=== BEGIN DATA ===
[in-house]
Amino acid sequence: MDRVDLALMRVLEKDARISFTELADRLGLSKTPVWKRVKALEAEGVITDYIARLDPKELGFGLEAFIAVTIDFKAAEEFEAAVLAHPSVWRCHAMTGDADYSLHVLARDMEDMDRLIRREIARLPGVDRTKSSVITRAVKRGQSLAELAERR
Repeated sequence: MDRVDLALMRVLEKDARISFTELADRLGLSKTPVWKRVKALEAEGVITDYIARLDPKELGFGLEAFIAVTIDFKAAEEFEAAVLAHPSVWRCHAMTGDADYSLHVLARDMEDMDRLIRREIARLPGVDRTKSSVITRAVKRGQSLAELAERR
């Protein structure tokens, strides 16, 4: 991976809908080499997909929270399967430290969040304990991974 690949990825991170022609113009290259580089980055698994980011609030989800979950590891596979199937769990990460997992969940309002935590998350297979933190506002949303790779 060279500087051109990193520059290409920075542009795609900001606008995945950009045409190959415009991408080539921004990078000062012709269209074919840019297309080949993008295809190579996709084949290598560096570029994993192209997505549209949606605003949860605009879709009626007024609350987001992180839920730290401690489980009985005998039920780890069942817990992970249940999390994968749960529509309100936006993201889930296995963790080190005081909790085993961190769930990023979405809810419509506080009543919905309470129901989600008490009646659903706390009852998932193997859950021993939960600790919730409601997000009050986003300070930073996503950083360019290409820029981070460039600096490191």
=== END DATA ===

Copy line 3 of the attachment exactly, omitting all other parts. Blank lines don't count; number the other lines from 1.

Repeated sequence: MDRVDLALMRVLEKDARISFTELADRLGLSKTPVWKRVKALEAEGVITDYIARLDPKELGFGLEAFIAVTIDFKAAEEFEAAVLAHPSVWRCHAMTGDADYSLHVLARDMEDMDRLIRREIARLPGVDRTKSSVITRAVKRGQSLAELAERR